Researchers Develop Ultrafast Wireless Network to Rival Optical Fiber

The radio frequency spectrum for wireless telecommunications, is a limited resource which needs effective management in order to satisfy the surplus data demands. In a bid to help operators manage these excessive demands posed by the growth in users of wireless internet access, researchers at IMDEA Networks have developed a novel communications architecture for future ultrafast wireless networks that can achieve data rates previously only possible with optical fiber.

Global technology company, Facebook, initiated the Terragraph project that uses a mesh of reconfigurable millimeter-wave links to provide reliable, high-speed Internet access in urban and suburban environments. It previously experimented with networks of solar-powered drones with millimeter-wave backhaul and interconnection links to provide connectivity in areas with little infrastructure.

The Project Loon by Alphabet - Google’s parent company, uses high-altitude balloons with millimeter-wave links for the same purpose. Millimeter-wave technology also has extremely interesting properties for large scale networks of small satellites to provide world-wide connectivity, such as the planned Starlink network of SpaceX and PointView Tech (Facebook), and is very likely to be used in such networks. As density and capacity of such types of networks increases, the scalability results of this ERC project will be of high practical relevance.

According to IMDEA expert, Dr. Joerg Widmer, the ground breaking protocols and algorithms they have developed provide key elements for the scalability of future wireless networks. Like with the evolution of wired Ethernet from a shared medium to a fully switched network, his team envisions that future wireless networks will consist of many highly directional LOS (line-of-sight) channels for communication between access points (APs) and end devices. Thus, the architecture of future millimeter-wave networks will be characterized by being ultra-dense and highly scalable.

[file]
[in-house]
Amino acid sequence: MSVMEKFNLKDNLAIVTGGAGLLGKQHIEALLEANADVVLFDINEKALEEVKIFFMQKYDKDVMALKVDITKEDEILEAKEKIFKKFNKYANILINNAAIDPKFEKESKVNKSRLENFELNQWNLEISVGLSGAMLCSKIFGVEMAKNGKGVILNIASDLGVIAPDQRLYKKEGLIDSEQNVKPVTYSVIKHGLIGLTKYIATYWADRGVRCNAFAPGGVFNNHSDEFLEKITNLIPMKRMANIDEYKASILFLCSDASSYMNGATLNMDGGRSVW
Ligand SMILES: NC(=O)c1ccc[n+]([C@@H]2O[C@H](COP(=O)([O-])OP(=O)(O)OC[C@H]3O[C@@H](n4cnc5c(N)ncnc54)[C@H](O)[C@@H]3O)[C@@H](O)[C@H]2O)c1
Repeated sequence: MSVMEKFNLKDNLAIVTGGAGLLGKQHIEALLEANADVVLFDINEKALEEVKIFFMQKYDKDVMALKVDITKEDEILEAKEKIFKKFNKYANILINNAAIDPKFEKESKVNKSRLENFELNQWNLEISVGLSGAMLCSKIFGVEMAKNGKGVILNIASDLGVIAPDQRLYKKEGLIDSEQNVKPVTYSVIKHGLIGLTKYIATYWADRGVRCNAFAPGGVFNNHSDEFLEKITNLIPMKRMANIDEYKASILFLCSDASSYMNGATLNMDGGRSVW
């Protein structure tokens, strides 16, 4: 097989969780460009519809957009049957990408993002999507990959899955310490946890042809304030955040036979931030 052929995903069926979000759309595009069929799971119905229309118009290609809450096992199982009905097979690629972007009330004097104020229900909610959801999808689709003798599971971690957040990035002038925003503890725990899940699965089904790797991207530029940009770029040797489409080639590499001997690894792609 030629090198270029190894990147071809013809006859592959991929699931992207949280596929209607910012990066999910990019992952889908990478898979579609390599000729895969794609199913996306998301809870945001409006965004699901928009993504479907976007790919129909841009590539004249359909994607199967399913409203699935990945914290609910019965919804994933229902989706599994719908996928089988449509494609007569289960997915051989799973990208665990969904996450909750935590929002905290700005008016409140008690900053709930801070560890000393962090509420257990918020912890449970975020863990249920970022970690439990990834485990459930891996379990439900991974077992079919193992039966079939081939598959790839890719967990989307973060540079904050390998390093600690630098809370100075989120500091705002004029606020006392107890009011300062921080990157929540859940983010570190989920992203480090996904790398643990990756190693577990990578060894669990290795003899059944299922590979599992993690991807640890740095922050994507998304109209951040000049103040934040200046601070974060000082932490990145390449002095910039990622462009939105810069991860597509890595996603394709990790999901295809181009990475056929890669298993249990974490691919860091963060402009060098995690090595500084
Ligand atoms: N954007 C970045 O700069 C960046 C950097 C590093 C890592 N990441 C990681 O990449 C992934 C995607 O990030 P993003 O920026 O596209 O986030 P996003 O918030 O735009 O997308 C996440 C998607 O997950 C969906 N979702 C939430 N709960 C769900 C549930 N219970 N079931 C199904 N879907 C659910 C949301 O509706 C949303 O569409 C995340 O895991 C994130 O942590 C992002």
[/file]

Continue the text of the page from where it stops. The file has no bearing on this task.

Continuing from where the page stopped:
According to him, in order to deal with the extremely dynamic radio environments where channels may appear and disappear over very short time intervals, SEARCHLIGHT uses angle information to rapidly align the directional millimeter-wave antennas. The architecture integrates a location system and learns a map of the radio environment, which allows to rapidly selecting the most suitable access point and antenna beam pattern and allocate radio resource using predicted location as context information. Access points are deployed ubiquitously to provide continuous connectivity even in face of mobility and blockage and the project developed very low overhead network management mechanisms to cope with the high device density.

Dr. Joerg Widmer, was recently awarded a H2020 Marie Sklodowska-Curie Innovative Training Network grant on "Millimeter-wave Networking and Sensing for Beyond 5G", and within this project his group will follow-up on the promising work that was started during the ERC grant. The work of the prestigious ERC grant also led to a collaboration project funded by Huawei on millimeter-wave and low frequency channel correlation and a sub-contracted project on a "Millimeter-wave SDR-based Open Experimentation Platform" within the framework of the H2020 project "Orchestration and Reconfiguration Control Architecture (ORCA)", to extend a FPGA based platform to less powerful hardware and enable remote access and experimentation for teaching and research.

Click here to view the research paper.